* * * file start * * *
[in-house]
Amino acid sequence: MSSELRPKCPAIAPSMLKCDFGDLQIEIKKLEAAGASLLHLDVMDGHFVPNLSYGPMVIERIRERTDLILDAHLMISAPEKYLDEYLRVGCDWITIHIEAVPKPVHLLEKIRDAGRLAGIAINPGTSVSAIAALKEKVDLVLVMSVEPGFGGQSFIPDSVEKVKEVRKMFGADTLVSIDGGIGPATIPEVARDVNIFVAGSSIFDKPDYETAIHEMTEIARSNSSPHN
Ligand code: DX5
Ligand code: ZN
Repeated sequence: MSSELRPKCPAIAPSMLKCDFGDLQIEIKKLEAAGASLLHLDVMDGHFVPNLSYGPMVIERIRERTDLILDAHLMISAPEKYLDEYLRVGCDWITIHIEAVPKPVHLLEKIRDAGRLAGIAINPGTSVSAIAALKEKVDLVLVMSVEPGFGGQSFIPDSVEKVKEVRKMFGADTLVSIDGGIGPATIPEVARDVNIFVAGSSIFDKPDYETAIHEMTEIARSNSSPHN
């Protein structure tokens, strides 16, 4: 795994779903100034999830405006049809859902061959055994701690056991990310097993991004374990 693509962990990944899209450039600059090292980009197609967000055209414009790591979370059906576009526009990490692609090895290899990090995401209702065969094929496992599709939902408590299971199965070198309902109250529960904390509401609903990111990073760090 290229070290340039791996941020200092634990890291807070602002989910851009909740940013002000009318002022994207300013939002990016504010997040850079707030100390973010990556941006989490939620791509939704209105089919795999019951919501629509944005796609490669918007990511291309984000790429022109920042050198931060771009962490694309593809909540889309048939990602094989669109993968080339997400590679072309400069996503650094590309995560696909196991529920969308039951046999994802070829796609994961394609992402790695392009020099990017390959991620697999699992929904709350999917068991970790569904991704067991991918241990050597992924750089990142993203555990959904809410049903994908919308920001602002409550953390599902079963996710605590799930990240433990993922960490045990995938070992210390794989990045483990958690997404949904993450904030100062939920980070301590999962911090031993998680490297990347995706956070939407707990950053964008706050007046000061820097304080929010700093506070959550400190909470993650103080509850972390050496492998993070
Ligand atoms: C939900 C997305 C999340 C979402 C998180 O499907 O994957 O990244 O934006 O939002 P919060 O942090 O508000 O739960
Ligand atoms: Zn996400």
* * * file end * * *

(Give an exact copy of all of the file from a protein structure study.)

[in-house]
Amino acid sequence: MSSELRPKCPAIAPSMLKCDFGDLQIEIKKLEAAGASLLHLDVMDGHFVPNLSYGPMVIERIRERTDLILDAHLMISAPEKYLDEYLRVGCDWITIHIEAVPKPVHLLEKIRDAGRLAGIAINPGTSVSAIAALKEKVDLVLVMSVEPGFGGQSFIPDSVEKVKEVRKMFGADTLVSIDGGIGPATIPEVARDVNIFVAGSSIFDKPDYETAIHEMTEIARSNSSPHN
Ligand code: DX5
Ligand code: ZN
Repeated sequence: MSSELRPKCPAIAPSMLKCDFGDLQIEIKKLEAAGASLLHLDVMDGHFVPNLSYGPMVIERIRERTDLILDAHLMISAPEKYLDEYLRVGCDWITIHIEAVPKPVHLLEKIRDAGRLAGIAINPGTSVSAIAALKEKVDLVLVMSVEPGFGGQSFIPDSVEKVKEVRKMFGADTLVSIDGGIGPATIPEVARDVNIFVAGSSIFDKPDYETAIHEMTEIARSNSSPHN
């Protein structure tokens, strides 16, 4: 795994779903100034999830405006049809859902061959055994701690056991990310097993991004374990 693509962990990944899209450039600059090292980009197609967000055209414009790591979370059906576009526009990490692609090895290899990090995401209702065969094929496992599709939902408590299971199965070198309902109250529960904390509401609903990111990073760090 290229070290340039791996941020200092634990890291807070602002989910851009909740940013002000009318002022994207300013939002990016504010997040850079707030100390973010990556941006989490939620791509939704209105089919795999019951919501629509944005796609490669918007990511291309984000790429022109920042050198931060771009962490694309593809909540889309048939990602094989669109993968080339997400590679072309400069996503650094590309995560696909196991529920969308039951046999994802070829796609994961394609992402790695392009020099990017390959991620697999699992929904709350999917068991970790569904991704067991991918241990050597992924750089990142993203555990959904809410049903994908919308920001602002409550953390599902079963996710605590799930990240433990993922960490045990995938070992210390794989990045483990958690997404949904993450904030100062939920980070301590999962911090031993998680490297990347995706956070939407707990950053964008706050007046000061820097304080929010700093506070959550400190909470993650103080509850972390050496492998993070
Ligand atoms: C939900 C997305 C999340 C979402 C998180 O499907 O994957 O990244 O934006 O939002 P919060 O942090 O508000 O739960
Ligand atoms: Zn996400």